Bloomberg Law
Free Newsletter Sign Up
Bloomberg Law
Advanced Search Go
Free Newsletter Sign Up

Surprise Supreme Court Maneuver in Wilbur Ross Census Dispute

Nov. 16, 2018, 9:12 PM

The U.S. Supreme Court surprised many court watchers Friday by how it fast-tracked onto its docket a dispute over the addition of a citizenship question to the 2020 census.

The justices used an uncommon maneuver in converting a government request for them to stop the deposition of Commerce Secretary Wilbur Ross in a lower court trial into formal request for case review that they then granted despite no one asking them do go that far.

Arguments are set for Feb. 19.

Aaron Streett, a former Supreme Court clerk now at Baker Botts LLP in Houston, told Bloomberg Law in a previous interview that the court will take this kind of step to correct mistakes by filers or to speed up review in high-profile cases.

The census case fits within the latter category, as litigation over the census needs to be wrapped up by spring.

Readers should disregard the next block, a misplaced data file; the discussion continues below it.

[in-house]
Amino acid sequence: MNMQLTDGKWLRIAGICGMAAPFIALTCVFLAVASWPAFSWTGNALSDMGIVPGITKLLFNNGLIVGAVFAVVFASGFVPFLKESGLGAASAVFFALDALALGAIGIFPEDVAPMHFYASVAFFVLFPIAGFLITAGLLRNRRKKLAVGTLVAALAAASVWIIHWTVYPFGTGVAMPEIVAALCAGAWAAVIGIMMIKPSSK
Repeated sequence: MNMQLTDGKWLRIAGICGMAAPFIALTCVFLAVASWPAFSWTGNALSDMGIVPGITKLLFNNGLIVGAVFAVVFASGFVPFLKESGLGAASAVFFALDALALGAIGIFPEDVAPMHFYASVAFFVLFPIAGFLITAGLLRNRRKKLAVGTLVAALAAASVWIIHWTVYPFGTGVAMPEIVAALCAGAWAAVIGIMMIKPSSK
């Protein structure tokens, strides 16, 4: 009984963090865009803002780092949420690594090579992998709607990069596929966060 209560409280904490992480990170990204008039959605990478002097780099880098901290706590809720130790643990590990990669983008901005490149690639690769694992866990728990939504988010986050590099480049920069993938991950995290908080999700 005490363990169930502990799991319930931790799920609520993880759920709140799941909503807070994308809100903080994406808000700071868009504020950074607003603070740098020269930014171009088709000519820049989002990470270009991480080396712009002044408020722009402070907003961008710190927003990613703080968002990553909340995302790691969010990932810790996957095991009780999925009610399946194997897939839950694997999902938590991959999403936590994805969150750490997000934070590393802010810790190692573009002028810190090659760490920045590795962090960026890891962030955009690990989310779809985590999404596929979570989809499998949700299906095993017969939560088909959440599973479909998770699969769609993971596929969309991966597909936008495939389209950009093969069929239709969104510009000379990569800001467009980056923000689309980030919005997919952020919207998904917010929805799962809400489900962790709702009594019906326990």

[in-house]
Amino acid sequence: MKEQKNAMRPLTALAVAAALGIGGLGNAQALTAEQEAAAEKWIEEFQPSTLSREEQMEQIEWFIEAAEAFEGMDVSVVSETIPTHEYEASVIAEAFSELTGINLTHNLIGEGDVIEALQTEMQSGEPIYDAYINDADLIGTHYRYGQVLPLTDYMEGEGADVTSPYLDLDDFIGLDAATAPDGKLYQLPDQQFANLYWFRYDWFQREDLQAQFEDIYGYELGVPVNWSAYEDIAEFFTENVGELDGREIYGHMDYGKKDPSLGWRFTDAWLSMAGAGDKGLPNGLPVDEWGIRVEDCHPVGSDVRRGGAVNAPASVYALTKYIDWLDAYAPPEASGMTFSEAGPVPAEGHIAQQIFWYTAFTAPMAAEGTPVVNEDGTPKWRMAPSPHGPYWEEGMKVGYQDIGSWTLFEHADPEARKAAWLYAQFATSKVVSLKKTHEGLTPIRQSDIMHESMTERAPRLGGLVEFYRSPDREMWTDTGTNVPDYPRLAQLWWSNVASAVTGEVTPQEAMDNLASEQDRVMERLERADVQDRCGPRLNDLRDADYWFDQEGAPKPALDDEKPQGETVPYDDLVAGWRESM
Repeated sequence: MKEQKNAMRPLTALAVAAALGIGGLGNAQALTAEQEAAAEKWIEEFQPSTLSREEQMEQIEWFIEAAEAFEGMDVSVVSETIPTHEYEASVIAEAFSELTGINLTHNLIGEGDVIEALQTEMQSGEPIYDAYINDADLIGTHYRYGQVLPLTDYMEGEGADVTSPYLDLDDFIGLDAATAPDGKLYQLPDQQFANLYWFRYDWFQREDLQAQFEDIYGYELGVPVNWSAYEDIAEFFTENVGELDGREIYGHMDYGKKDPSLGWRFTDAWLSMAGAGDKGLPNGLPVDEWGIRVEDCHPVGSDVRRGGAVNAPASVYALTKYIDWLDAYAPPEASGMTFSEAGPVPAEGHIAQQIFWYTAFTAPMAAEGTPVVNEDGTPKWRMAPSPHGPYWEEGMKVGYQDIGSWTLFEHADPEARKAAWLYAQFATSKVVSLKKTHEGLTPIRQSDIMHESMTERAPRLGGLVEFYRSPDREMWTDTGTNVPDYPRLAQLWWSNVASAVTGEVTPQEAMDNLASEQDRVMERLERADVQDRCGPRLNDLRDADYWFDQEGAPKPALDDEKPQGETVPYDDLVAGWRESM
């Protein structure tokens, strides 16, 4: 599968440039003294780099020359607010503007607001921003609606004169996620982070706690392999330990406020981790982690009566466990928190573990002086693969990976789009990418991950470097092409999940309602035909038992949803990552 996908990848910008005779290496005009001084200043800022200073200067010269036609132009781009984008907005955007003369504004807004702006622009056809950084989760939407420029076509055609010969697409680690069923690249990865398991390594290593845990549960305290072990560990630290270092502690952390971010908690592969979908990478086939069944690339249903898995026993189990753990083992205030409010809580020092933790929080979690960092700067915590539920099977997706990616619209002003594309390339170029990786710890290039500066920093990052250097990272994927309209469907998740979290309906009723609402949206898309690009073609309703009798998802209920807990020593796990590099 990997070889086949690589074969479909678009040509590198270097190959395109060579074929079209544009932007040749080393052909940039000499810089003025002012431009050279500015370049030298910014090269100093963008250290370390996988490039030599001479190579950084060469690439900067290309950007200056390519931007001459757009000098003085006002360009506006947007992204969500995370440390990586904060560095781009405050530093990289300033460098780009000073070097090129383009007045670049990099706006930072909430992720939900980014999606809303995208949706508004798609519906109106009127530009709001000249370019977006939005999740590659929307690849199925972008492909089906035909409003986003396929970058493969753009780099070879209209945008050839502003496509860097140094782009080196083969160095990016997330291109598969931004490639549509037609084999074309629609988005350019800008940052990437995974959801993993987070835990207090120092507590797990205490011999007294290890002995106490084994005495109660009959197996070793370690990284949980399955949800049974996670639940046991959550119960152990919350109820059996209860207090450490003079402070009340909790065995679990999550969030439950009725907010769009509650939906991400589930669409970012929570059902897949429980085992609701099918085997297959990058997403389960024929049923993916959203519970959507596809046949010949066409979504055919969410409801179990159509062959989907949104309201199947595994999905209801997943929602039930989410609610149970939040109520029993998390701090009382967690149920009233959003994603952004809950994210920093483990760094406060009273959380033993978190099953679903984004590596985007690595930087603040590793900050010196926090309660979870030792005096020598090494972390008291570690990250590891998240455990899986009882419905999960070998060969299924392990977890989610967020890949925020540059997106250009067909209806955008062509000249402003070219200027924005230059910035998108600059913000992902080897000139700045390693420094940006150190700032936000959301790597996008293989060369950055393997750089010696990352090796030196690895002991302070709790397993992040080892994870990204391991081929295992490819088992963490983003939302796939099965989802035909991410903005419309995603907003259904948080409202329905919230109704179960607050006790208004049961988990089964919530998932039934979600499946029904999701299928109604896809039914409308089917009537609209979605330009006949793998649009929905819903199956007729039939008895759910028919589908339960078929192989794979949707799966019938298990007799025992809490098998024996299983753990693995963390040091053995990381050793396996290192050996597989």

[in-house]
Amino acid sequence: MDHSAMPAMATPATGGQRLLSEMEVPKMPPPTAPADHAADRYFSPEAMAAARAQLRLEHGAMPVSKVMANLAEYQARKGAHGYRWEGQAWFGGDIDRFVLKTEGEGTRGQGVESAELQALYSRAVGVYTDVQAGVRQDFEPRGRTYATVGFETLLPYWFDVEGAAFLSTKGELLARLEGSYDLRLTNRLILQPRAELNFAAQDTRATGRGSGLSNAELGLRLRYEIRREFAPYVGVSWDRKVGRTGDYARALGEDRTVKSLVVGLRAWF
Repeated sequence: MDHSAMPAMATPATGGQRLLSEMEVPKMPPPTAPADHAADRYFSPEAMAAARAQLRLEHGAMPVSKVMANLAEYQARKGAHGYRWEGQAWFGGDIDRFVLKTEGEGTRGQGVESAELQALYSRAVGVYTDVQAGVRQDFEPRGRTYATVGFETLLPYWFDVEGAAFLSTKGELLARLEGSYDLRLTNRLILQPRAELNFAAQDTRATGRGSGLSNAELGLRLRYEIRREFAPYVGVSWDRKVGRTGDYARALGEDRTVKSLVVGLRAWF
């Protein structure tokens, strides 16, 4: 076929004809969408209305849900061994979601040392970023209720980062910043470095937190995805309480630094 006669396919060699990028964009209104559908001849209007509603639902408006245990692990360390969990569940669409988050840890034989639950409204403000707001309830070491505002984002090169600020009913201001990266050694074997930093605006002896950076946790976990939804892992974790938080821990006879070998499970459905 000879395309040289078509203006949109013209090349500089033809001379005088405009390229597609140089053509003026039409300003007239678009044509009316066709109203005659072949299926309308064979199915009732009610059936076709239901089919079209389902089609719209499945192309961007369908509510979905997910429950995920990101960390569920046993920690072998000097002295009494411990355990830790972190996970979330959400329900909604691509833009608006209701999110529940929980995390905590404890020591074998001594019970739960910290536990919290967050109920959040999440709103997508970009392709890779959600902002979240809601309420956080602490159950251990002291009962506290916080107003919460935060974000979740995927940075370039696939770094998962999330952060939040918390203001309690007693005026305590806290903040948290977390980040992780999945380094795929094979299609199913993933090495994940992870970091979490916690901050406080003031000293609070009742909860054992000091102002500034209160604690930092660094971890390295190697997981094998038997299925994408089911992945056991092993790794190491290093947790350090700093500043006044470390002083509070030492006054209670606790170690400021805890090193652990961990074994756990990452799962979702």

What’s crucial here is that the Trump administration’s stay petition involving Ross likely addressed much of the merits of the case, so eliminating the requirement to file a formal petition for Supreme Court review, called a petition for writ of certiorari, or cert, can save time.

The administration is trying to limit evidence that can be used in lawsuits— including the Ross deposition—challenging the citizenship question, which has been the subject of a trial in federal court in New York, Bloomberg reported.

Ross initially stated the question was added at the request of the Department of Justice to better combat voter discrimination. That should be the end of the matter, the government said in asking the high court to stop the deposition.

But the plaintiffs say the real reason is to discourage minority populations from responding to the census, leading to under-representation, the challengers say. They want to press Ross about his initial justification.

The census is used determine the distribution of seats in the the U.S. House and to “distribute more than $675 billion in federal funds each year,” according to the Census Bureau.

The case In re Dep’t of Commerc, U.S., No. 18-557, review granted 11/16/18.

To contact the reporter on this story: Kimberly Strawbridge Robinson in Washington at

To contact the editor responsible for this story: Jessie Kokrda Kamens at